Dick Kazmaier '52, No. 42, eludes a Rutgers defender on the Oct. 20, 1950, cover of PAW. (Photo: PAW Archives)

News of Heisman Trophy winner Dick Kazmaier ’52’s death last week prompted tributes from several alumni and sports journalists. 

New Yorker writer and Princeton professor John McPhee ’53, a close friend and former roommate of Kazmaier, said that the former football star’s “strongest characteristic was loyalty and his greatest talent was friendship,” according to the Associated Press

The athletic communications office’s TigerBlog highlighted Kazmaier’s modest manner: “When you’re the only Heisman Trophy winner in the long history of a football program and you had the kind of [football] career that Kazmaier had, you naturally have a bit of ‘that’s him, that’s the one’ celebrity about you. Kazmaier wanted no part of that.”

Director of Athletics Gary Walters ’67 spoke about Kazmaier’s wisdom and humility in a statement on GoPrincetonTigers.com:

“Notwithstanding all of the achievements in his athletic, business, and philanthropic endeavors, Dick remained one of the most self-effacing individuals I have ever met. He never sought the spotlight and always led in a thoughtful and ethical manner.

“Indeed, Dick was also the father of six daughters and he became a major force behind the scenes as he helped to implement the Title IX Legislation that was passed in 1972 in order to provide equal competitive opportunities for women in college.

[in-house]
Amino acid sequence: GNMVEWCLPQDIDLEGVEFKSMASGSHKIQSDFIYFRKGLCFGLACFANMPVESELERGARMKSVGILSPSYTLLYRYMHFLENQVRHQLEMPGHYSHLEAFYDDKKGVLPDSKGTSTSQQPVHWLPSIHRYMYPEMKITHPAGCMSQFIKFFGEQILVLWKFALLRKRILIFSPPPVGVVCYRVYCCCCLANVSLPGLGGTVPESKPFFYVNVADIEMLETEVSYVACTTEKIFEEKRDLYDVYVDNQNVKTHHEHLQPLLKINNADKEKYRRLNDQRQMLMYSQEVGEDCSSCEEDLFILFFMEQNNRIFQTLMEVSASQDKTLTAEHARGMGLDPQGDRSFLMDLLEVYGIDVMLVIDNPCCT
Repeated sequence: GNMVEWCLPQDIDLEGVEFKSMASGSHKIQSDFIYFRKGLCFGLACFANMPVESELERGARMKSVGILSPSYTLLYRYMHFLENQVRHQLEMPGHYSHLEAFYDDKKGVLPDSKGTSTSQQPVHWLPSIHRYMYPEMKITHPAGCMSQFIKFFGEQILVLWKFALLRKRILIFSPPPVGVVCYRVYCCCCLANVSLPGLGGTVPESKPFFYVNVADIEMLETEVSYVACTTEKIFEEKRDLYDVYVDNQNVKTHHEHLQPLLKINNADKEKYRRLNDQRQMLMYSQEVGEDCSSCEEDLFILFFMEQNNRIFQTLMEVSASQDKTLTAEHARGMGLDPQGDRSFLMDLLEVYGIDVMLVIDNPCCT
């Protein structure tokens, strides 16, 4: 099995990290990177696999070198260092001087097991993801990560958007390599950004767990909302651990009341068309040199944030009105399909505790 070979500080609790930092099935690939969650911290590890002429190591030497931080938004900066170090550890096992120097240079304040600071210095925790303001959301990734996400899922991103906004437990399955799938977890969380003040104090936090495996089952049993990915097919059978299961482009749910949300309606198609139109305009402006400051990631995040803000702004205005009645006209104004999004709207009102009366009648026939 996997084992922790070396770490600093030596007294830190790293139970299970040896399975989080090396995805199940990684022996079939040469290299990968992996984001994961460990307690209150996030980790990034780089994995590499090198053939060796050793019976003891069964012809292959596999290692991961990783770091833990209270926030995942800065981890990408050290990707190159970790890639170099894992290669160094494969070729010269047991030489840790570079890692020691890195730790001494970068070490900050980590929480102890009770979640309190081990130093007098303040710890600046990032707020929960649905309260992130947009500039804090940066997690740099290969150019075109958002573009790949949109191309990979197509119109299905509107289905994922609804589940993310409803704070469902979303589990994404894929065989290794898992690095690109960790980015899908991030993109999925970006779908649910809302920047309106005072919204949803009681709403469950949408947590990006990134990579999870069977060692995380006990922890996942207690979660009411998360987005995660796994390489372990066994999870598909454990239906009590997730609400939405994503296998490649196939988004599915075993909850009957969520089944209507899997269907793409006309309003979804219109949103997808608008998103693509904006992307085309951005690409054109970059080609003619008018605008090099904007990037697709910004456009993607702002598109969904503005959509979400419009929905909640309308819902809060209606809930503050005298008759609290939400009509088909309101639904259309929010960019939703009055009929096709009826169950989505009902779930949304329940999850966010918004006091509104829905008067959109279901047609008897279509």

“As is the case with many of his Princeton friends, Dick was a personal mentor and advisor for me in my role as Athletic Director; and I will miss him dearly as a friend.”

Update: NPR’s Frank Deford ’61 devoted his Aug. 7 commentary to Kazmaier, “a honey of a guy.”

Others shared their praise via Twitter (below), including Dean Cain ’88, the actor and former Tiger football star; sports executive and former Tiger basketball standout Steve Mills ’81; College Hockey Inc.’s Nate Ewell ’96, whose father, Bob, coached Patty Kazmaier ’86 at Princeton; Chris Fowler, a broadcaster and co-host of ESPN’s College GameDay; and Dana O’Neil, an ESPN columnist who covers college sports.